The Lost Generation

The diversity of practices and policies that underpinned the forceful removal of the indigenous children in different territories mean that the experiences of the members of the stolen generations differed widely depending on where they lived and where they were removed to. Yet the consensus is that the legacy of the stolen generation has had and continues to have a devastating and immediate impact on the immediate survivors and also their generation. It is estimated that more than 10,000 children were forcibly removed from their homes and communities, with the figures undoubtedly much higher than what is documented. Evidence presented detail that the children experienced harsh, inhumane, and degrading treatment. So devastating were the experiences that it seems ironic that the now very same government that advocates for equality is the same one that implemented such inhumane policies.

An Overwhelming number of children were forcibly removed from their culture, communities, and families and even forbidden from speaking their native language. Several children were forced to believe that their families had given them over to foster homes because they were unloved, and others were told that third parents had done. Several tactics were undertaken, including brainwashing the children by speaking in derogatory ways about their culture all to indoctrinate and diminish their desire of the children to return to their kins and tribes. Even sad was the fact that the government could not provide the children with the comfort to at least help them in the transition. For the most part, indigenous children were placed in harsh and sparse institutions; most of the institutions were understaffed and fell far below the standard of other non-indigenous children home. In these homes, the children were just taught basic literacy, numerical skills, and life skills, which limited their employment prospects to roles such as menial laborers or domestic servants. Children were severally punished for minor transgressions, and sexual abuse and exploitation was common despite the living arrangement.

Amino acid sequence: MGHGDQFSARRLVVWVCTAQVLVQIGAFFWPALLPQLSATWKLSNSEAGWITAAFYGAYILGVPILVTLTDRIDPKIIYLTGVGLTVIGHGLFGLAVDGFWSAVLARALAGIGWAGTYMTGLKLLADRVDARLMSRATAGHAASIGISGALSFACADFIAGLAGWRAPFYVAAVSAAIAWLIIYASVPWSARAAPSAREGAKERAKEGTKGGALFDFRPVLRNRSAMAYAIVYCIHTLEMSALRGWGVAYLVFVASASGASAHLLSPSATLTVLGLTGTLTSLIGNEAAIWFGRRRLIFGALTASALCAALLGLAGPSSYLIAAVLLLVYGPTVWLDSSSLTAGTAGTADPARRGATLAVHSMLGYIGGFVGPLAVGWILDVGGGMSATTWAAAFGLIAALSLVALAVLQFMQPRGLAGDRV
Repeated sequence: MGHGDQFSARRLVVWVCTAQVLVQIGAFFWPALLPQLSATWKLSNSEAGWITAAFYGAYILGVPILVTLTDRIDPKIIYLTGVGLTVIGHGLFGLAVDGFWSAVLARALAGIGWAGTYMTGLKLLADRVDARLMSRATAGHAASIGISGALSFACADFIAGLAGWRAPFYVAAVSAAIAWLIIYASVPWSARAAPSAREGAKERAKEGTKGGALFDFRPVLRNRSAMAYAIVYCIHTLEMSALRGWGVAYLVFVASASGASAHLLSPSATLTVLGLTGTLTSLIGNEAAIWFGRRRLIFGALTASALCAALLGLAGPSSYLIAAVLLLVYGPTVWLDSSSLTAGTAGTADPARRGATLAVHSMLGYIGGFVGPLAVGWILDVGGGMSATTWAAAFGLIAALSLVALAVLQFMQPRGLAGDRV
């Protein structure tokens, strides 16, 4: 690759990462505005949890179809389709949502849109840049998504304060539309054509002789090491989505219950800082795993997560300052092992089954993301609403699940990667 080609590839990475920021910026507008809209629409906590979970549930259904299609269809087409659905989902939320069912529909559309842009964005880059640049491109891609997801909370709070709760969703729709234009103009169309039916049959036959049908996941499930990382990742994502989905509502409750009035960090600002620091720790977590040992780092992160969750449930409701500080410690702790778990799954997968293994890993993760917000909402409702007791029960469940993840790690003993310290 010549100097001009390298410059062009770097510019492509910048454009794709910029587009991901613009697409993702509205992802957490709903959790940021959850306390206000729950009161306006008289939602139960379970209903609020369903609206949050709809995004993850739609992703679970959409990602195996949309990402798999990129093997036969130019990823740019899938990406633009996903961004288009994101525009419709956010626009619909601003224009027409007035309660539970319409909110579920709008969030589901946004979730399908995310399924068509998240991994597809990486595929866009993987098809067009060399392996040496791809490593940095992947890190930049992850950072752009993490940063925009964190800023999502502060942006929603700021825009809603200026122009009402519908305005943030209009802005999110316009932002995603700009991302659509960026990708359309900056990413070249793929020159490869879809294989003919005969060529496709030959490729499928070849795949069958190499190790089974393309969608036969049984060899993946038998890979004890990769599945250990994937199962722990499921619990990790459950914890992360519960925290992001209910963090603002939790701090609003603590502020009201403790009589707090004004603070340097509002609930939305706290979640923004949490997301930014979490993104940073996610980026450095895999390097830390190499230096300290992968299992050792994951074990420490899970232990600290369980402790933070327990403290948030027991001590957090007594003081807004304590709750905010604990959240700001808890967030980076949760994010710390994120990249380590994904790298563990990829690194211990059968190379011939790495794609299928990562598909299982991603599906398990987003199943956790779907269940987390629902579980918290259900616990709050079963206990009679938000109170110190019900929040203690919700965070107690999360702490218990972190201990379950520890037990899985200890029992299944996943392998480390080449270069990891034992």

For many who survived the resulting pain, unresolved grief, trauma, and suffering have left scars that law and policies cannot heal. Further, there has been an intergenerational effect of the removal, such that the trauma did not just stop with the children that were removed, but was inherited by their children in an increasingly complex and heightened way.  This means that healing efforts should not only be considered for the children that were left but also their mothers, families, and the community.

 I know that the past cannot be undone, and that is why the government should work towards implementing effective healing policies. Most important is that the government should note that healing is not a onetime thing; healing occurs throughout a person’s life as well as across the generation. Healing can be experienced in many ways. However, mostly healing is about renewal, and choosing to leave behind the things that have caused us pain with the hope for a better future and renewed strength and enthusiasm.

I feel that the government has not done enough to help the indigenous community heal. To date, the government has not done much to implement policies that emphasize self-determination for the indigenous communities. For example, there are still systematic and institutional biases that disproportionately affect the indigenous communities. An aboriginal child/adult is thrice as likely to suffer from mental health and to be involved in crime because of the social disadvantage and past trauma, yet there are no differentiated laws to handle the disparities. I feel that there is a need to support indigenous based services and organizations to develop and led their healing responses and also enable the community to overcome intergenerational trauma. Only the indigenous people understand the full extent of the impact of the removal services. Therefore, assistance to readdress the effects should be designed and also provided for by the indigenous people themselves.

While countries like Australia initiated a national apology, Canada is yet to do so. In 2008 Prime Minister Stephen Harper offered an apology to the Aboriginals on behalf of the Canadians, acknowledging the responsibility of the predecessors for the policies, practices, and laws that enhanced forcible removal. Years later, we must continue to recognize the pain and trauma that was created by the forced removal of the children. It’s not too much to ask just a little sensitivity in dealing with the indigenous community. Sharing their stories to our kids in the future may help them understand the impact of intergenerational trauma and limit incidences of bullying and thereby promote the healing journey.

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